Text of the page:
I know we all want to be seen but don’t make getting followers or likes a priority! Yes, sometimes even I myself can even get caught up in that but just make sure to keep your ego in check since you can easily lose yourself to the dark side. Keep your passion for creating, challenging yourself, going outside your comfort zones and learning as the goal! Over time, you’ll see that life supports those who are committed to their passion (life purpose) and even more so, those who are willing to face their fears.

Oh, one more thing! Taking on the path of being an artist, your commitment will be tested often. You will consider giving up countless times with the struggles you’ll face. You just have to pick yourself up and keep at it time after time after time and you will prove to yourself that your love for creating is indeed unbreakable and that you have what it takes to move to the higher levels.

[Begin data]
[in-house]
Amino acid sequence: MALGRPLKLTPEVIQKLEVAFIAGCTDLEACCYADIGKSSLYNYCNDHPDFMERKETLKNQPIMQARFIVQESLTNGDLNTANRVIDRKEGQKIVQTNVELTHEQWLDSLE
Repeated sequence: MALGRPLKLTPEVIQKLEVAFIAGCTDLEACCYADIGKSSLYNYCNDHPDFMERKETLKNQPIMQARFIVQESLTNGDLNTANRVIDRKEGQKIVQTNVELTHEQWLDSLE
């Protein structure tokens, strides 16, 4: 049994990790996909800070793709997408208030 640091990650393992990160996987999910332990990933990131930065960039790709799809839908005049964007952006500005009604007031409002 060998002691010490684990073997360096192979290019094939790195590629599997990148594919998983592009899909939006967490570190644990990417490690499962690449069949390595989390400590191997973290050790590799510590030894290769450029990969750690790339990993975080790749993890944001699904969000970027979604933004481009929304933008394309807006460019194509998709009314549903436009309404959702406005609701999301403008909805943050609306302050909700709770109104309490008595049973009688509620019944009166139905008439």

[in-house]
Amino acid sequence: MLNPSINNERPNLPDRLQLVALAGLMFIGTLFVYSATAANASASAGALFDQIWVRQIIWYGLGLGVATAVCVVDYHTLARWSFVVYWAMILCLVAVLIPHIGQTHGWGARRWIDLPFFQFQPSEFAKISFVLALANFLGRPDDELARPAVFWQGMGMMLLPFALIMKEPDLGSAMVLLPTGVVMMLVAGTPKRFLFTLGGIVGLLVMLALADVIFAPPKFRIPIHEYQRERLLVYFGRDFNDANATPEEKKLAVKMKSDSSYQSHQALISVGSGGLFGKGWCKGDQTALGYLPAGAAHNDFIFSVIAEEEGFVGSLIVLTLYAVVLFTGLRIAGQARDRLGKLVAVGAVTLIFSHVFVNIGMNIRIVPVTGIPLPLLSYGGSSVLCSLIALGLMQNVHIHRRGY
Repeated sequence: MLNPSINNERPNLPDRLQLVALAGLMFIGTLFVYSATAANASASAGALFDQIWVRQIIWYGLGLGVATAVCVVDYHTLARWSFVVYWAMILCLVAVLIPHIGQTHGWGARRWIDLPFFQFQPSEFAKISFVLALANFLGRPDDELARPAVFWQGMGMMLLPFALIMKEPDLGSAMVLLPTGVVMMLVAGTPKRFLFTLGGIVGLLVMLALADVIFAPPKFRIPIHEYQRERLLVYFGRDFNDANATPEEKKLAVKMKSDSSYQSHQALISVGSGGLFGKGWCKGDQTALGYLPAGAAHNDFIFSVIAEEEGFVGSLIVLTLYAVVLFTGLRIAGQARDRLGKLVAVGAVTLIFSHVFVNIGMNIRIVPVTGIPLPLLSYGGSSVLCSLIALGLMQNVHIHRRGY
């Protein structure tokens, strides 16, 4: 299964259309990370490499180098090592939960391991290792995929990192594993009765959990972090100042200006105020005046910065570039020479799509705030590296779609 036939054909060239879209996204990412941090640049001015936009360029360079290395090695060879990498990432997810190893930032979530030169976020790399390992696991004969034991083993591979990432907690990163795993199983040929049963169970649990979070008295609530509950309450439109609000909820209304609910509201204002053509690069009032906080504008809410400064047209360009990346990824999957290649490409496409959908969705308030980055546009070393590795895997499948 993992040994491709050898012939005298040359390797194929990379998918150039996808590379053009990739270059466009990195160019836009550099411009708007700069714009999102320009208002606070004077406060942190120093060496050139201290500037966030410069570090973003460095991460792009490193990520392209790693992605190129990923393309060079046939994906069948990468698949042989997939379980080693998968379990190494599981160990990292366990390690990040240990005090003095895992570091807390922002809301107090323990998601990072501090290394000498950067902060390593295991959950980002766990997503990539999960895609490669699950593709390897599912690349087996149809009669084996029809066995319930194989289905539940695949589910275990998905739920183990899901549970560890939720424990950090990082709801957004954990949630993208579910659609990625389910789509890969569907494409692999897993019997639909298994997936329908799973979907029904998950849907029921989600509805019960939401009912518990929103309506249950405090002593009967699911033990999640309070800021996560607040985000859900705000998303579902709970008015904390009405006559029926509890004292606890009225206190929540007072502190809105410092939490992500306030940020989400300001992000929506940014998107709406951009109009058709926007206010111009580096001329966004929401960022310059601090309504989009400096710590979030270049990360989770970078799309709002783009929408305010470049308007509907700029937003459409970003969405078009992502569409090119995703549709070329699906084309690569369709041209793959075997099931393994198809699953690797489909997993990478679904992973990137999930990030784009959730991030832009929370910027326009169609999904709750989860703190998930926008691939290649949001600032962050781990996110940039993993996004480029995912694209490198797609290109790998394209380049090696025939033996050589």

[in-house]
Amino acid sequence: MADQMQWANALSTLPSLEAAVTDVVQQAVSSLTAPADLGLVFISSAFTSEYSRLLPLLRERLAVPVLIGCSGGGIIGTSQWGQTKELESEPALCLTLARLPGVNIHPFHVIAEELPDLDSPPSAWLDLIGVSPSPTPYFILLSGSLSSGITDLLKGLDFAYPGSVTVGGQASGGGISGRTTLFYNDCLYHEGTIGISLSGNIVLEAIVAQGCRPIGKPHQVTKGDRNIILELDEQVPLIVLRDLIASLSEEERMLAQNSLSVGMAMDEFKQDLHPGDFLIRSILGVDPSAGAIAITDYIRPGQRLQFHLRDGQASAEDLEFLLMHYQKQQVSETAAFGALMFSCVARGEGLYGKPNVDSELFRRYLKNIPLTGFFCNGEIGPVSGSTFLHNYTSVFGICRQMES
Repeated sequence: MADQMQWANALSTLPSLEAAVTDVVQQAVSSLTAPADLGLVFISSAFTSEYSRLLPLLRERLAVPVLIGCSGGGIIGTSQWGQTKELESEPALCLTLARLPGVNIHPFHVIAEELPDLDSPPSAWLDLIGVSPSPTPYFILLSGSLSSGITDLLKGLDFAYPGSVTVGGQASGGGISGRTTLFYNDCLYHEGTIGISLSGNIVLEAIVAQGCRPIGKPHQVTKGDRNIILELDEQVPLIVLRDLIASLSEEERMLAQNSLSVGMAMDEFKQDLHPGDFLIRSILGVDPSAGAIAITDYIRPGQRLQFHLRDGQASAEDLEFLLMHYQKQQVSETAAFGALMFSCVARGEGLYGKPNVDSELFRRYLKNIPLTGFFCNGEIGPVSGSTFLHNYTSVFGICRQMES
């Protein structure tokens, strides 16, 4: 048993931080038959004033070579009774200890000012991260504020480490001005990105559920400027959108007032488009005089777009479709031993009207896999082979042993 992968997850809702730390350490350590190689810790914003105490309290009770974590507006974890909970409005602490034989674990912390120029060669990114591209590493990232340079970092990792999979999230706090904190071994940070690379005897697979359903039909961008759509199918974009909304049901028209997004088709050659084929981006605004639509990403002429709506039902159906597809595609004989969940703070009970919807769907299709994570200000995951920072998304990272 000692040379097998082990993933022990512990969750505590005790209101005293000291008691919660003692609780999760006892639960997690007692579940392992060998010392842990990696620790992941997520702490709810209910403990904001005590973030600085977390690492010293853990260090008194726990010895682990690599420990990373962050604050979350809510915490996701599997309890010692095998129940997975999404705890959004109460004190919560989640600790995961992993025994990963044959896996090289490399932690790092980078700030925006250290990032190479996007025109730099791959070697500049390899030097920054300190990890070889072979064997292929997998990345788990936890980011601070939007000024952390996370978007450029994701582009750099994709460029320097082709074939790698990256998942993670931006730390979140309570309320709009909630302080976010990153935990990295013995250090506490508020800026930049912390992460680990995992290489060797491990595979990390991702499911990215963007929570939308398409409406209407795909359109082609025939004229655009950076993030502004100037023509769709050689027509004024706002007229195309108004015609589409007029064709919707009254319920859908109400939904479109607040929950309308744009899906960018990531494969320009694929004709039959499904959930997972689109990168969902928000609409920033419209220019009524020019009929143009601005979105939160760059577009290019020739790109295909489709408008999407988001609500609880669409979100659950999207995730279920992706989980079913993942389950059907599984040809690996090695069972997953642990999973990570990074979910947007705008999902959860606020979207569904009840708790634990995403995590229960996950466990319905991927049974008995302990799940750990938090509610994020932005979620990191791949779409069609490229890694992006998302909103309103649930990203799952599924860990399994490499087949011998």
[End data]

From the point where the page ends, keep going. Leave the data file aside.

It’s a never-ending journey to learn to become your own best teammate. No need to be cruel to yourself at all when you can’t get something right. You got to keep the love and support for yourself especially when you’re struggling. If you don’t know how to do something, it doesn’t mean you’re useless and pathetic. It just means you need to do more studies in that specific area, that’s all.

You’ll eventually come to learn that the path of being an artist is far more than just about art. That this is the life path we’ve chosen to grow our soul through. This journey, however, has two outcomes. Will you follow the light, creating passionately in the name of expressing yourself to the fullest, pushing your own boundaries and loving the process of helping the universe expand into only more of its infinite magnificence. Or will this path become unconsciously corrupted by the dark side of past trauma, now in pursuit of status – the fear of not being enough, forever trying to prove yourself as worthy at any and all costs. A path that no matter how hard you try and how far you go, your darkness is always right behind you.

Will we see you at Comic-Con Africa this year?

I’ll see you there!